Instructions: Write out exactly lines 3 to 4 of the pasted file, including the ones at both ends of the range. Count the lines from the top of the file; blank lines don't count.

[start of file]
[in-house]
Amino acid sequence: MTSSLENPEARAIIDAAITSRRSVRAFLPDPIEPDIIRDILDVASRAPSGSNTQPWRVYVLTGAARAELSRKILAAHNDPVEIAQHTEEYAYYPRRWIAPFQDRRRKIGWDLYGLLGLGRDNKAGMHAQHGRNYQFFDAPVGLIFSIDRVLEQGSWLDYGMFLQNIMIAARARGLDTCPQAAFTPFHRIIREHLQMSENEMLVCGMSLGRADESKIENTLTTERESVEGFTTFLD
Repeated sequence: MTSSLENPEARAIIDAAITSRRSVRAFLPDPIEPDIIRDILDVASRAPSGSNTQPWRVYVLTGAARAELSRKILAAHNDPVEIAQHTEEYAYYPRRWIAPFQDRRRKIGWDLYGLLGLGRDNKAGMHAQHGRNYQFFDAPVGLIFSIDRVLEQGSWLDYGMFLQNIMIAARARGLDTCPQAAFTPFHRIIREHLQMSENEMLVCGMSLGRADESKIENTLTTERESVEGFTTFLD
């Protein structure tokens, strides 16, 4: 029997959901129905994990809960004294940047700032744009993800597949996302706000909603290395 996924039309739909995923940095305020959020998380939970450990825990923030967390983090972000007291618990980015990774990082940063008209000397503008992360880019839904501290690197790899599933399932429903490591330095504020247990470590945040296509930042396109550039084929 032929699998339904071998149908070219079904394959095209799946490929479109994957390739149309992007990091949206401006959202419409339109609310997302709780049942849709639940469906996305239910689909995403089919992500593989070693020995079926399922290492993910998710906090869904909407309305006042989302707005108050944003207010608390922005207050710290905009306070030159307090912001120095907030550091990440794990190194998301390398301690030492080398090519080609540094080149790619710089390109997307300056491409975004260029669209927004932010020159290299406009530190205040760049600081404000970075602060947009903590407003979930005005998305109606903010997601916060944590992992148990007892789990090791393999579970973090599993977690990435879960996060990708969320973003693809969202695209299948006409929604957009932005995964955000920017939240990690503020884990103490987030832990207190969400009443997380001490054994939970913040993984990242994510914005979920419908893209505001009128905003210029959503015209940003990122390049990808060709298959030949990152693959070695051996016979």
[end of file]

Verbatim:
Repeated sequence: MTSSLENPEARAIIDAAITSRRSVRAFLPDPIEPDIIRDILDVASRAPSGSNTQPWRVYVLTGAARAELSRKILAAHNDPVEIAQHTEEYAYYPRRWIAPFQDRRRKIGWDLYGLLGLGRDNKAGMHAQHGRNYQFFDAPVGLIFSIDRVLEQGSWLDYGMFLQNIMIAARARGLDTCPQAAFTPFHRIIREHLQMSENEMLVCGMSLGRADESKIENTLTTERESVEGFTTFLD
């Protein structure tokens, strides 16, 4: 029997959901129905994990809960004294940047700032744009993800597949996302706000909603290395 996924039309739909995923940095305020959020998380939970450990825990923030967390983090972000007291618990980015990774990082940063008209000397503008992360880019839904501290690197790899599933399932429903490591330095504020247990470590945040296509930042396109550039084929 032929699998339904071998149908070219079904394959095209799946490929479109994957390739149309992007990091949206401006959202419409339109609310997302709780049942849709639940469906996305239910689909995403089919992500593989070693020995079926399922290492993910998710906090869904909407309305006042989302707005108050944003207010608390922005207050710290905009306070030159307090912001120095907030550091990440794990190194998301390398301690030492080398090519080609540094080149790619710089390109997307300056491409975004260029669209927004932010020159290299406009530190205040760049600081404000970075602060947009903590407003979930005005998305109606903010997601916060944590992992148990007892789990090791393999579970973090599993977690990435879960996060990708969320973003693809969202695209299948006409929604957009932005995964955000920017939240990690503020884990103490987030832990207190969400009443997380001490054994939970913040993984990242994510914005979920419908893209505001009128905003210029959503015209940003990122390049990808060709298959030949990152693959070695051996016979």